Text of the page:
ARKANSAS (KNWA) — The rate of naloxone prescriptions is low in relation to the number of high-dose opioid prescriptions, according to research conducted by the Centers for Disease Control and Prevention (CDC).
Naloxone, also known as Narcan, is an opiate antagonist. Breathing will be restored when it’s administered.
A study released Aug. 6 by the CDC found that in the U.S., there’s one naloxone prescription for every 69 high-dose opioid prescriptions.
Arkansas is particularly affected by the opioid epidemic, according to statistics.
State Health Officer Dr. Nate Smith has reported there are enough opioids sold in Arkansas that every man, woman and child could have 80 pills for one year. Naloxone is available at many pharmacies in Arkansas.
A standing prescription from Smith allows Arkansans to request naloxone without a direct prescription from their doctor, a news release states.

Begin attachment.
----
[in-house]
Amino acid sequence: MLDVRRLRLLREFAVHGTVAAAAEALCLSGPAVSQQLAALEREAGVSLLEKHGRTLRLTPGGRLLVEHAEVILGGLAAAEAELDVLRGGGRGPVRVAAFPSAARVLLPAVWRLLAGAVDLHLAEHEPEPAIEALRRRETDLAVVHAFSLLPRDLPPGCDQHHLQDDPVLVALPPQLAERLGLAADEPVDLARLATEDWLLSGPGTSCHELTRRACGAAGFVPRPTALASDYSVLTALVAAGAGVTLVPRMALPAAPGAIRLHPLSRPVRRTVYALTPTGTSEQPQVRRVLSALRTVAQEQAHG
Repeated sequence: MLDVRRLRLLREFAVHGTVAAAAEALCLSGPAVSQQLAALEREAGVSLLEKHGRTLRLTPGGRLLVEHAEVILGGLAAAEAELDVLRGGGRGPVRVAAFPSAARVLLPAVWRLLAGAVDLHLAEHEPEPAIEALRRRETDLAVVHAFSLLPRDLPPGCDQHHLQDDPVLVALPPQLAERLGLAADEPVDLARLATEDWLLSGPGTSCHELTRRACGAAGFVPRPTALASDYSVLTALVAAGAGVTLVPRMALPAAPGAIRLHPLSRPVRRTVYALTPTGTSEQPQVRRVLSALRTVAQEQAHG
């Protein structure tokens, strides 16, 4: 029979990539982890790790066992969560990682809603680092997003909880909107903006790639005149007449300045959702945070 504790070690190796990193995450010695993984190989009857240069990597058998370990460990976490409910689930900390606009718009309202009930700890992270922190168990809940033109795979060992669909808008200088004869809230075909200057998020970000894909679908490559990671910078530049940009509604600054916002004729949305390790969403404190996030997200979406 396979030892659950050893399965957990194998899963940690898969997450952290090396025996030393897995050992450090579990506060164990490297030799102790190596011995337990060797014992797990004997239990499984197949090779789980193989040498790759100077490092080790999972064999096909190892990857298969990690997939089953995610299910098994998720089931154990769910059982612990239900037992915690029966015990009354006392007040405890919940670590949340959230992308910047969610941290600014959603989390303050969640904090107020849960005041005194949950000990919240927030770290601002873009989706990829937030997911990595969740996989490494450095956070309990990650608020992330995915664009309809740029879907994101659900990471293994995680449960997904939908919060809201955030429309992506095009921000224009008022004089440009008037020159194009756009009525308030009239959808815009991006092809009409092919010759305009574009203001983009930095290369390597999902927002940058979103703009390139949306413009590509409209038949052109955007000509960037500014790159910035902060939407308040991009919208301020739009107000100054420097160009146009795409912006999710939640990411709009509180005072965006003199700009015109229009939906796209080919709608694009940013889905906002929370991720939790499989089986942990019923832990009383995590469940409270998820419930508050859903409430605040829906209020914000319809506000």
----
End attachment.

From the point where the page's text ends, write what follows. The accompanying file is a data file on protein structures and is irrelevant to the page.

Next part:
A grant from the state Health Department and Substance Abuse and Mental Health Services Administration (SAMHSA) is being implemented to train and equip volunteer fire departments, homeless shelters and crisis centers with Narcan.
More than 4,600 first-responders, treatment center employees and school nurses in the state have been trained to administer Narcan through a grant-funded program, the release states.
An app known as “NARCANsas” educates Arkansans about opioid use disorder. Information about treatment, prevention and recovery resources are within the app.